Traditionalists often think that New Zealanders should focus their attention on their communities and are the least likely among Kiwis to express a sense of belonging to a more global community. They express concern that foreign influences are negatively affecting the Kiwi way of life, which is reflected in their scepticism of the value of immigration to Kiwi society. Traditionalists frequently believe that New Zealand’s culture is changing too fast and that the values that have kept New Zealand strong need to remain at core of its national identity.

Globalist (7% of Kiwis)

Globalists believe they are as much a part of the world as they are part of New Zealand. They are the least likely among New Zealanders to express a sense of nationalism and prefer to think of New Zealand as part of a broader global collective. Globalists tend not to see New Zealand as an exceptional place in itself, but focus instead on universal values shared by people around the world.

Globalists are enthusiastic about cultural diversity. They welcome immigration and think that multiculturalism enriches New Zealand. They support raising Māori culture to greater prominence in Kiwi society and believe Māori are victims of colonisation who remain oppressed to this day. Māori culture plays an important role in Globalists’ understanding of New Zealand’s identity. They do not feel a strong attachment with the country’s British heritage, which they see as part of an imperialist past.

Globalists are very sensitive to inequality in New Zealand and believe that society’s social and economic ills arise from an unjust political system. They tend to view capitalism with suspicion, believing that it often reinforces inequality. They are thus strongly in favour of measures to redistribute wealth in New Zealand with a view to improving Kiwi society as a whole.

Sceptic (5% of Kiwis)

Sceptics are unique in that they tend not to identify with typical Kiwi stereotypes. Iconic aspects of Kiwi culture such as lifestyle and sport tend not to have the same resonance with Sceptics as they do with other New Zealanders.

Sceptics exhibit lower levels of national pride than do most other New Zealanders. They tend not to express the same sense of belonging to their country and community, and are often unsatisfied with the conditions of both. They tend to be cynical about the usefulness of government and the least likely among Kiwis to take an active interest in politics or civic life.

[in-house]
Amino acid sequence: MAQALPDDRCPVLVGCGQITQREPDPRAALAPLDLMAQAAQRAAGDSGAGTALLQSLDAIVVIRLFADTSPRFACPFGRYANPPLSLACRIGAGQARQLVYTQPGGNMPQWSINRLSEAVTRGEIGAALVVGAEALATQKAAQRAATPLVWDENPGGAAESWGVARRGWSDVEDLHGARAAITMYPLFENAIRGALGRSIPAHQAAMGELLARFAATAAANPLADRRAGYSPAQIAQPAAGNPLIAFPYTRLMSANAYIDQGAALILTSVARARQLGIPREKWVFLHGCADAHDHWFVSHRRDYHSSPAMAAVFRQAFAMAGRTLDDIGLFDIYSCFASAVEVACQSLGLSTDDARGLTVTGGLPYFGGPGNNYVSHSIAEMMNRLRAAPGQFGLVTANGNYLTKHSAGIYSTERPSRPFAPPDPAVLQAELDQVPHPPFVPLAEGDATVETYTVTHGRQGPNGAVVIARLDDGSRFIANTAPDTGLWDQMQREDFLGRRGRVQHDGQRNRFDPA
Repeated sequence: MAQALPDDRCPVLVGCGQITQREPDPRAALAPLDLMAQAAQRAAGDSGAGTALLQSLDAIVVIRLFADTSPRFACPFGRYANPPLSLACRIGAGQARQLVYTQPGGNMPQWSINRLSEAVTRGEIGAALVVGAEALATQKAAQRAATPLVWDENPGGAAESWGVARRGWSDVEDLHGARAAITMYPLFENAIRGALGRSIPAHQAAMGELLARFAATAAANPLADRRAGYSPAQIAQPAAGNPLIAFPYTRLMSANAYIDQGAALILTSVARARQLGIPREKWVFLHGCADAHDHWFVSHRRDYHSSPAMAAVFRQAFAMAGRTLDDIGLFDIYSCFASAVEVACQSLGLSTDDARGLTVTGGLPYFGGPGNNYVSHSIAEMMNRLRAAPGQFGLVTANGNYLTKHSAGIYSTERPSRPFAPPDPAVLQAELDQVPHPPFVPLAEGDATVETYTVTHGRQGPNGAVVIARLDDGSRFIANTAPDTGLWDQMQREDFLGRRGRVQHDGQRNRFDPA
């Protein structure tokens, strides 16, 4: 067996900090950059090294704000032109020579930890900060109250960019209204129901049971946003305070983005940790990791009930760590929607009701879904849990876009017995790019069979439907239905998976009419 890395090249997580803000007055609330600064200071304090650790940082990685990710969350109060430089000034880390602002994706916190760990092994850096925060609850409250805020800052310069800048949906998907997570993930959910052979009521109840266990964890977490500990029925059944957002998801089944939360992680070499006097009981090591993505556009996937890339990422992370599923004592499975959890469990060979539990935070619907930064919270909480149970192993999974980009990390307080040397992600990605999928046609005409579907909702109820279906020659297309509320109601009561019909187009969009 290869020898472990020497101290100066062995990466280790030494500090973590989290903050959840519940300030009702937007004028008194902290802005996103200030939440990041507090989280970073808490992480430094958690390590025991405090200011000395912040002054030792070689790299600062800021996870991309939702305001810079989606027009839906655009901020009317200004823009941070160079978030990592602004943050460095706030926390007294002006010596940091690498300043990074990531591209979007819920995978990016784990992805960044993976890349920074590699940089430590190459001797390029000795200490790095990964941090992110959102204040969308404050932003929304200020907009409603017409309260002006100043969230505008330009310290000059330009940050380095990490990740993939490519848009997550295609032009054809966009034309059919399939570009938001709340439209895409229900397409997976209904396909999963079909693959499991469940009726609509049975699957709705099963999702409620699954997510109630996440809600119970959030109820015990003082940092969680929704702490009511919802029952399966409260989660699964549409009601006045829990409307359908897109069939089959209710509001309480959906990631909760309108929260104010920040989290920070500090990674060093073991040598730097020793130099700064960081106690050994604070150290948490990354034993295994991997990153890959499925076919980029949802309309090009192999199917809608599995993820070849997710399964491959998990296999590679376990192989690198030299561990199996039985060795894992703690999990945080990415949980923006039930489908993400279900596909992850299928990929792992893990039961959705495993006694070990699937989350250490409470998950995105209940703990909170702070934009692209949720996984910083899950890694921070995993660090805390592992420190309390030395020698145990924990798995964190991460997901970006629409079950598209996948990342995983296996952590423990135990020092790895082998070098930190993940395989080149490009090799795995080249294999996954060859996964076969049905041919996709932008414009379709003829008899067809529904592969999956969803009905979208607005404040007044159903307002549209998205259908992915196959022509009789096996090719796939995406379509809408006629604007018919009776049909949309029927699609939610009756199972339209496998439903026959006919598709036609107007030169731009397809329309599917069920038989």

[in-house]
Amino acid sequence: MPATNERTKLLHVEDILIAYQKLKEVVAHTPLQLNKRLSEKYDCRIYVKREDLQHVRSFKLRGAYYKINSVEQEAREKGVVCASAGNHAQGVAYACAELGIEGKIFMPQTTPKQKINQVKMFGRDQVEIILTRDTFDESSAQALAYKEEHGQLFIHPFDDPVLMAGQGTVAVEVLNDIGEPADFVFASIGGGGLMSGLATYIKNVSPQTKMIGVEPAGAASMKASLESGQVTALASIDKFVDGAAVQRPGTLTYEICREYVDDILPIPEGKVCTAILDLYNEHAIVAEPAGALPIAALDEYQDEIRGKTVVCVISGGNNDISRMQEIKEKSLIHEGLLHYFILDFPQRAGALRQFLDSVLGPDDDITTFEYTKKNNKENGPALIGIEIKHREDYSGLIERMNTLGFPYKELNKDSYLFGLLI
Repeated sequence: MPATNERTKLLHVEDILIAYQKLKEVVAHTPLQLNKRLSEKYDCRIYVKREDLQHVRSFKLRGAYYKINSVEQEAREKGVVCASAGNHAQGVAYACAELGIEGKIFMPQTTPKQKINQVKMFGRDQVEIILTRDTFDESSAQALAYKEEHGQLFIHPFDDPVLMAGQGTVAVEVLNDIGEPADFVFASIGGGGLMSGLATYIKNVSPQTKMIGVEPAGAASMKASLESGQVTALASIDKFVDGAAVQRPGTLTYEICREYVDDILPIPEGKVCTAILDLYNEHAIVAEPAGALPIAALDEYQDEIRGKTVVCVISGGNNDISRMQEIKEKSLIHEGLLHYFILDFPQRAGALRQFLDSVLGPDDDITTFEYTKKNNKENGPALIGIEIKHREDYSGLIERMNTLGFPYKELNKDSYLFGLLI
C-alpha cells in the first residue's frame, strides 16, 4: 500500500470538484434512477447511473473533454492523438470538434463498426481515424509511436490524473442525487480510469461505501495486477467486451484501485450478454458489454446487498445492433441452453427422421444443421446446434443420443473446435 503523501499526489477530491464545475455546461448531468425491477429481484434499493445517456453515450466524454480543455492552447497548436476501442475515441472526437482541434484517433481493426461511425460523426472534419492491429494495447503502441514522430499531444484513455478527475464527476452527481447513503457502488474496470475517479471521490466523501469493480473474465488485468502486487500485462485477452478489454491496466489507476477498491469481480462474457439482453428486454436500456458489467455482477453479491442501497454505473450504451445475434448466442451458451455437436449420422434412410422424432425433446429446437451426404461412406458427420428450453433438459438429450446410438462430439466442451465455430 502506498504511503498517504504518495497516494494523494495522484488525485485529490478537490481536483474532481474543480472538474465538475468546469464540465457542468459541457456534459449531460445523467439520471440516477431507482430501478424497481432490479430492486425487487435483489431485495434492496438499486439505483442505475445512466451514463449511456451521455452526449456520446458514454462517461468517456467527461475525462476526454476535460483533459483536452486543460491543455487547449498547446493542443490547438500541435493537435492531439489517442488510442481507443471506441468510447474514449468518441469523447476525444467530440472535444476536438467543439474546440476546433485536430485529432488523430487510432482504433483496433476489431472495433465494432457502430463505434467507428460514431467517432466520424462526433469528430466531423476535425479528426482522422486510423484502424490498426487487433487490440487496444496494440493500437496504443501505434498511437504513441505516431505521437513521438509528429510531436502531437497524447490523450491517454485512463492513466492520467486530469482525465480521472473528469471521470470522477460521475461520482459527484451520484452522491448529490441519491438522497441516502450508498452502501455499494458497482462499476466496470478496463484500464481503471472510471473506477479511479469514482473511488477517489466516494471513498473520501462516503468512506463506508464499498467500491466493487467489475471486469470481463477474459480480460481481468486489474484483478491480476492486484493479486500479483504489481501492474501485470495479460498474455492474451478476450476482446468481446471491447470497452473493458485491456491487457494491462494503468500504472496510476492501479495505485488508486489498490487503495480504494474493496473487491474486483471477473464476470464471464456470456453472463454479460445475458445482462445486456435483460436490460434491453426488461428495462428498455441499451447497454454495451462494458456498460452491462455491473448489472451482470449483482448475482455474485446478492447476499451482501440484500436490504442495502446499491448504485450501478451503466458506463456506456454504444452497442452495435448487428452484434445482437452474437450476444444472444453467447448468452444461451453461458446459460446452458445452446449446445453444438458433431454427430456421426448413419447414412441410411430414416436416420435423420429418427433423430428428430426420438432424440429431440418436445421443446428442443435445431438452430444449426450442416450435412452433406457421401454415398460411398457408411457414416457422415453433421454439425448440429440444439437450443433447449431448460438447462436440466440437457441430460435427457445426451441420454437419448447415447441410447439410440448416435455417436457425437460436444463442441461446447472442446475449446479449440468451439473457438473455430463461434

Sceptics value perseverance and hard work, but are still doubtful about whether their efforts will vastly improve their lives. They often feel that, despite their efforts, they are not able to get ahead.

Sceptics are typically unsympathetic to arguments that minority groups in New Zealand are discriminated against and do not usually support the Treaty claims process. They feel that many New Zealanders have faced difficult circumstances and that no single group should be given special treatment. Sceptics take moderate positions on immigration and multiculturalism, perhaps owing to the fact that a relatively high proportion of Sceptics are themselves immigrants.

I’ll cover some of my observations in the next post on this topic, but I do want to mention one aspect here. One set of questions asks us to rate our personal sense of pride as a nation in ten areas. One area in particular stands out as having the highest sense of pride, irrespective of archetype. That is in the area of our county’s nuclear-free status. While I’m not surprised that Kiwis as a whole take pride in our anti-nuclear stance, I am a little surprised that it is so universally felt.

 


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Farming butterflies is a dangerous business – it’s official

Currently a bill is making its way through the New Zealand parliament, updating health and safety in the workplace. Michael Woodhouse (Minister of Health and Safety) has signed of on a list of high risk industries. These industries must appoint a health and safety officer if the workers want one. Fair enough, you might say, and I would have thought so too – until the list of high risk industries was published.

As you might expect, mining is on the list, but strangely, laying explosives for building demolition isn’t. Neither is dairy, cattle and sheep farming, which account for a third of all work place injuries and more than 100 deaths over the last five years. On the other hand, worm farming, butterfly farming, lavender growing and managing a mini-golf course have been classified as high risk industries.Why?

Worms and butterflies have a tendency to attack en mass any unsuspecting worker, smothering and devouring their hapless victims. Lavender plants send out tendrils to trip farmers before sucking the life blood out of them. Mini-golfers who play a poor round take their frustration out by wrapping their club around the head of the nearest course attendant. Yeah, right.

So why is butterfly farming considered more dangerous than laying explosives? Statistics. And we all know statistics don’t lie, don’t we? They may not lie, but they don’t always tell the truth in a meaningful way. And this is what appears to have happened in this case. How?